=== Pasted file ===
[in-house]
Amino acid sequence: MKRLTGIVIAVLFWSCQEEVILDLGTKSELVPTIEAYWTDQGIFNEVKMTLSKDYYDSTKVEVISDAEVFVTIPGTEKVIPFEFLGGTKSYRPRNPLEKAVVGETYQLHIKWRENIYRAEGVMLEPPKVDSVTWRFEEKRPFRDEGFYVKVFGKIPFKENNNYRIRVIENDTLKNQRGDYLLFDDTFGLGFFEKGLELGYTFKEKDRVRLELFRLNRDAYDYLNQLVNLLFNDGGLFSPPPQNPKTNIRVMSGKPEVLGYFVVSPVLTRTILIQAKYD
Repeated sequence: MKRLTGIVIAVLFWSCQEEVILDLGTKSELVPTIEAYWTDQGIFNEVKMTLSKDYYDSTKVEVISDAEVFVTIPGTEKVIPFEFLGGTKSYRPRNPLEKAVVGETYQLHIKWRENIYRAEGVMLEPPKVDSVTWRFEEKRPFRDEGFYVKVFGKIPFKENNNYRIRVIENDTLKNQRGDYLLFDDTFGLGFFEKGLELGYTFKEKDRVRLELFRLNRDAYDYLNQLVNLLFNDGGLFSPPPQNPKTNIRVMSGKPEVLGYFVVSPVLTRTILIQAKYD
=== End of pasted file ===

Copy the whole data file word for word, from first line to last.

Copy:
[in-house]
Amino acid sequence: MKRLTGIVIAVLFWSCQEEVILDLGTKSELVPTIEAYWTDQGIFNEVKMTLSKDYYDSTKVEVISDAEVFVTIPGTEKVIPFEFLGGTKSYRPRNPLEKAVVGETYQLHIKWRENIYRAEGVMLEPPKVDSVTWRFEEKRPFRDEGFYVKVFGKIPFKENNNYRIRVIENDTLKNQRGDYLLFDDTFGLGFFEKGLELGYTFKEKDRVRLELFRLNRDAYDYLNQLVNLLFNDGGLFSPPPQNPKTNIRVMSGKPEVLGYFVVSPVLTRTILIQAKYD
Repeated sequence: MKRLTGIVIAVLFWSCQEEVILDLGTKSELVPTIEAYWTDQGIFNEVKMTLSKDYYDSTKVEVISDAEVFVTIPGTEKVIPFEFLGGTKSYRPRNPLEKAVVGETYQLHIKWRENIYRAEGVMLEPPKVDSVTWRFEEKRPFRDEGFYVKVFGKIPFKENNNYRIRVIENDTLKNQRGDYLLFDDTFGLGFFEKGLELGYTFKEKDRVRLELFRLNRDAYDYLNQLVNLLFNDGGLFSPPPQNPKTNIRVMSGKPEVLGYFVVSPVLTRTILIQAKYD